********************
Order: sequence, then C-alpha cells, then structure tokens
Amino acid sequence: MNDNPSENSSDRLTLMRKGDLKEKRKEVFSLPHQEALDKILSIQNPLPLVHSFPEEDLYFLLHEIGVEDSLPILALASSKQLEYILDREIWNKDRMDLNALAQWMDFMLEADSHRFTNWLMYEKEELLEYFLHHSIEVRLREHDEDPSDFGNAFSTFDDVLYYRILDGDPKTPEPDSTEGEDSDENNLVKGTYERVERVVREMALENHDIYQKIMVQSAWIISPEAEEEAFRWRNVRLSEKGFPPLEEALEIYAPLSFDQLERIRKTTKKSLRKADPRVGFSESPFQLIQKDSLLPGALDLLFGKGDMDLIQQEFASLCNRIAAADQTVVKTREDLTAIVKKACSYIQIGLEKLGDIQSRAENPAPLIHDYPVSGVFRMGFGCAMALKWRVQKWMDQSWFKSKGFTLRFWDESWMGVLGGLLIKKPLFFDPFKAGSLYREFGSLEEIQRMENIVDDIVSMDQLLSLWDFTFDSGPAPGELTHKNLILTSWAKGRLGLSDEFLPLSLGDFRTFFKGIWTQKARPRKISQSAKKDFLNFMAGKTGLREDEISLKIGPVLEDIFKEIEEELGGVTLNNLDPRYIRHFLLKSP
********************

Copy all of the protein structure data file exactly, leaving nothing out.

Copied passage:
Order: sequence, then C-alpha cells, then structure tokens
Amino acid sequence: MNDNPSENSSDRLTLMRKGDLKEKRKEVFSLPHQEALDKILSIQNPLPLVHSFPEEDLYFLLHEIGVEDSLPILALASSKQLEYILDREIWNKDRMDLNALAQWMDFMLEADSHRFTNWLMYEKEELLEYFLHHSIEVRLREHDEDPSDFGNAFSTFDDVLYYRILDGDPKTPEPDSTEGEDSDENNLVKGTYERVERVVREMALENHDIYQKIMVQSAWIISPEAEEEAFRWRNVRLSEKGFPPLEEALEIYAPLSFDQLERIRKTTKKSLRKADPRVGFSESPFQLIQKDSLLPGALDLLFGKGDMDLIQQEFASLCNRIAAADQTVVKTREDLTAIVKKACSYIQIGLEKLGDIQSRAENPAPLIHDYPVSGVFRMGFGCAMALKWRVQKWMDQSWFKSKGFTLRFWDESWMGVLGGLLIKKPLFFDPFKAGSLYREFGSLEEIQRMENIVDDIVSMDQLLSLWDFTFDSGPAPGELTHKNLILTSWAKGRLGLSDEFLPLSLGDFRTFFKGIWTQKARPRKISQSAKKDFLNFMAGKTGLREDEISLKIGPVLEDIFKEIEEELGGVTLNNLDPRYIRHFLLKSP